Malpractice insurance may not be enough to cover your cosmetic-aesthetic procedures.

Avoid jeopardizing your license or incurring fees. In order to keep up with state and federal laws and compliance issues—especially with the introduction of new technologies—you should sit down with your insurance provider once per year and review your coverage carefully.

The medical aesthetic industry has seen a tremendous surge over the past 5 years. With this surge is a melding of several state and federal licensing and regulatory boards—all of which hold equal authority over their own compliance issues.

It is imperative that your facility adhere to every board, ruling, regulation, registration, license, and recommendation in order.

Failure to meet every regulatory agency requirement could result in formal investigations, a hearing, and license restriction or loss for all licensed professionals in your practice.

Taking the time to contact a professional compliance specialist will enable your facility to practice without worry of reprisal. —CW

MYTH: Once a client, always a client.

REALITY: Clients rarely stop shopping for the best services—and deals—on the market.

Satisfied customers are key to your profitability, and it is vital that you measure their satisfaction level on a regular basis. Common measurements include surveys, retention rates, and customer service inquiries.

In-office consultation is an important avenue for increased success and should be a part of every client’s experience. Your staff should be trained to follow the same procedure for every consultation and to ensure that you are providing the highest level of satisfaction.

As your clients and prospects may find you by word of mouth, the Internet, or in the yellow pages, it is up to you to make the most of each client contact and track their experience. You can identify what is working within your practice and what needs to be revised.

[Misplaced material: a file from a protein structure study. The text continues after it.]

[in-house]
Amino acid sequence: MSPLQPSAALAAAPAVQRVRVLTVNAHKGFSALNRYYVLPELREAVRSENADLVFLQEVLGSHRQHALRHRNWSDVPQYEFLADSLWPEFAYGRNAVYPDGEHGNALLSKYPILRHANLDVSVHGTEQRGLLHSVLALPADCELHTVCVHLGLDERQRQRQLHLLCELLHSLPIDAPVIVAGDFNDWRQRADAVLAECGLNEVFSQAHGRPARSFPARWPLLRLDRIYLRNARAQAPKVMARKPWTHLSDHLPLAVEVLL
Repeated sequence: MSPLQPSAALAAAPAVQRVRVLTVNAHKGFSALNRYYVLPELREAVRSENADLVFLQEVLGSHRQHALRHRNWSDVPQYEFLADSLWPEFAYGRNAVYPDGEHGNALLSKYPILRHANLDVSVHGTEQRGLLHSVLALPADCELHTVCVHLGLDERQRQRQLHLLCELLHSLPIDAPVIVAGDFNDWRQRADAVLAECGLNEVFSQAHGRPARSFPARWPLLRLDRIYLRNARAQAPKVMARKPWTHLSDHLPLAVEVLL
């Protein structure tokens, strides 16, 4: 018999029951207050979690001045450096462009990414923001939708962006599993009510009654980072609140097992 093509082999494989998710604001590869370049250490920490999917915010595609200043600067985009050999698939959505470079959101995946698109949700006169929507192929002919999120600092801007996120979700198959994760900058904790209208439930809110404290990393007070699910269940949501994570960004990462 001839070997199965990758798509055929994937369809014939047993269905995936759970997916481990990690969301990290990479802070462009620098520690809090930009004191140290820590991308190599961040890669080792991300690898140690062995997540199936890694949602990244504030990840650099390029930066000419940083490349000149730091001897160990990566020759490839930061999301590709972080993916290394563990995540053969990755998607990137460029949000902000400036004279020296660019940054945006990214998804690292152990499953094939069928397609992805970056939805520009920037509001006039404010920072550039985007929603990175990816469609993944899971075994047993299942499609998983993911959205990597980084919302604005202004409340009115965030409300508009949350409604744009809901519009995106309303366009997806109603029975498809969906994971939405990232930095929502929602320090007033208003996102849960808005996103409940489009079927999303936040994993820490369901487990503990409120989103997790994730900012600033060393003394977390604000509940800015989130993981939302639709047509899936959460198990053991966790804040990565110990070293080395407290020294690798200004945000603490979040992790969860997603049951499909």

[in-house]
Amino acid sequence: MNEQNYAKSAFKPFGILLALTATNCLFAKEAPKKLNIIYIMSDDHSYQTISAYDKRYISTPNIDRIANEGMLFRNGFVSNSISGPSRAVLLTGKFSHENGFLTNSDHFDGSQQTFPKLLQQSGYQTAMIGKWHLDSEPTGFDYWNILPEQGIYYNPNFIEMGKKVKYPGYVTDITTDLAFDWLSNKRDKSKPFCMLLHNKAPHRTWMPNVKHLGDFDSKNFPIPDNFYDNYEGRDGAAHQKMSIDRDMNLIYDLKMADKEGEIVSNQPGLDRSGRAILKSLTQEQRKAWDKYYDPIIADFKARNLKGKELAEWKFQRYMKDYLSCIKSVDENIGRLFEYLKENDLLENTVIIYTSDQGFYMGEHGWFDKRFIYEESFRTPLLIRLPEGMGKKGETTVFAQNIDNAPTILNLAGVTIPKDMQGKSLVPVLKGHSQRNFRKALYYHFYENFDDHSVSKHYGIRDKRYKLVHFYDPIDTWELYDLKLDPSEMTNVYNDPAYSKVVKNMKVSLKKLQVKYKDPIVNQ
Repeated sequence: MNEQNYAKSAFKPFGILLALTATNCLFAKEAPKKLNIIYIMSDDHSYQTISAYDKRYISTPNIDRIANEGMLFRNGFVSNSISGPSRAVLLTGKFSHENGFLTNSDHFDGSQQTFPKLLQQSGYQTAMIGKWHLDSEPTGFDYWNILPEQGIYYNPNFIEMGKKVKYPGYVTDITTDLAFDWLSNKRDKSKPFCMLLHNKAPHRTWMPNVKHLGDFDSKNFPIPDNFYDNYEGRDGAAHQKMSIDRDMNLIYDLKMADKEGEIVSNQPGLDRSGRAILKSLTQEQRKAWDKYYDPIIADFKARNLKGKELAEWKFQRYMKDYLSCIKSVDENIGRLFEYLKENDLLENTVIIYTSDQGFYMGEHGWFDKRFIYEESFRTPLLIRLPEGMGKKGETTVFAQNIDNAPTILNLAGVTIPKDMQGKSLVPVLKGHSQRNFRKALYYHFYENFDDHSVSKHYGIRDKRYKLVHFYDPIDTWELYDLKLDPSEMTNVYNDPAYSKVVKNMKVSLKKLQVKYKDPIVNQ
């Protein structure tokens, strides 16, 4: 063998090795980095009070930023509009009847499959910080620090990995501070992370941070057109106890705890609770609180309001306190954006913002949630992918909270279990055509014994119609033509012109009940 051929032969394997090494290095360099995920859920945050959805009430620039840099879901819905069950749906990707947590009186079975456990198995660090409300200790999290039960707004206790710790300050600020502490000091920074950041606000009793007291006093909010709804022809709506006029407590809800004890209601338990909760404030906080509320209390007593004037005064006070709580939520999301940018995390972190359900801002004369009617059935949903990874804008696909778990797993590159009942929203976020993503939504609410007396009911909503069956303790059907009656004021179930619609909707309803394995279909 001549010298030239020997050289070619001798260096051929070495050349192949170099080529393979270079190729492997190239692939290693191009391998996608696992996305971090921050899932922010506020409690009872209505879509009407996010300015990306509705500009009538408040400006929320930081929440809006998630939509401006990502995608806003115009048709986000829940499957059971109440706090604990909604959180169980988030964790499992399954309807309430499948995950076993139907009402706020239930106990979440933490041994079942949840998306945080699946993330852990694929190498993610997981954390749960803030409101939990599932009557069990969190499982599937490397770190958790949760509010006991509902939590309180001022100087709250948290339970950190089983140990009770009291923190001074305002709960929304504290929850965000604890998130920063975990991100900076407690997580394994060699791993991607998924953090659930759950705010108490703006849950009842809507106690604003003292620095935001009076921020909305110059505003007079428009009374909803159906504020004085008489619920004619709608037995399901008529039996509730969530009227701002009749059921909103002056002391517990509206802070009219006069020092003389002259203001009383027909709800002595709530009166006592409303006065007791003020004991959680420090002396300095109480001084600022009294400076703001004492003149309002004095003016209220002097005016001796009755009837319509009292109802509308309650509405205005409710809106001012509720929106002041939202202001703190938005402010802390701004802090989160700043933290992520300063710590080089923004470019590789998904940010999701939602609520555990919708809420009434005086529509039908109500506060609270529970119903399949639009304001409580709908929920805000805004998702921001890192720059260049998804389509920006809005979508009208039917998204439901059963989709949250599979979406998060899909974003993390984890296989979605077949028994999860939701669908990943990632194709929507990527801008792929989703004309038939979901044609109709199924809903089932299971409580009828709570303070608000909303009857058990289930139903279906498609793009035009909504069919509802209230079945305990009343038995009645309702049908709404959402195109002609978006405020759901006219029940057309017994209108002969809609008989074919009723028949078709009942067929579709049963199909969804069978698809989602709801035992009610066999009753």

MYTH: If the equipment is expensive, it must be good.

REALITY: Be picky. Cost is not the defining feature of a good piece of equipment.

At some point, you will need to add to your service line in order to keep up with current and burgeoning demand. A clear understanding of your target market’s demographics and a competitive analysis are important when making a purchase decision.

You want the best bang for your buck, so look for equipment that can serve many of your clients’ needs. Be sure to rate equipment choices based on proven results, “gold standard” status, broad appeal and/or application, combination therapy capability, and the ability to generate high revenue. Find out who is endorsing the equipment, including major associations.

Prior to purchasing new equipment, you also should examine the possible return on investment (ROI). Will the equipment need replacing within a few years, or will it be cost-effective for 4 to 7 years, thus providing a better ROI? In addition, learn your financing options and negotiate the best rates.

“The physicians we work with are trained to make proper medical decisions and perform successful surgeries,” Anca says. “However, they are not taught business in medical school and do not typically have the accounting skills and managerial experience to make decisions regarding business development, which will ultimately have a major effect on the financial viability of your practice. Having an expert assist with these areas, as well as with choosing equipment, can make a big difference in revenue.”

MYTH: We can tell we are doing well because our revenue is higher than last month/year.

REALITY: Maintain operational efficiencies, and review numbers and key metrics. Be vigilant.

Monitoring incoming dollars is always important, but don’t stop there. You must stay on top of all the factors that may be affecting your practice. Correct what isn’t working, and capitalize on what works best.

Operational efficiencies are critical in sustaining profitability and ensuring a stable and successful medical spa business. Metrics measurements can tell you where your business is headed.

Businesses in the cosmetic medical sector should use quantitative benchmarks and techniques to monitor the elements that impact profitability, efficiency, and overall effectiveness.

When you rely on solid numbers and key metrics—rather than subjective measures such as hearsay and intuition—you have an edge on success. You will need to regularly measure financial, client, consultation, demographic, and lead metrics in order to track your efforts on an ongoing and cumulative basis, as well as review the results on a monthly or quarterly basis.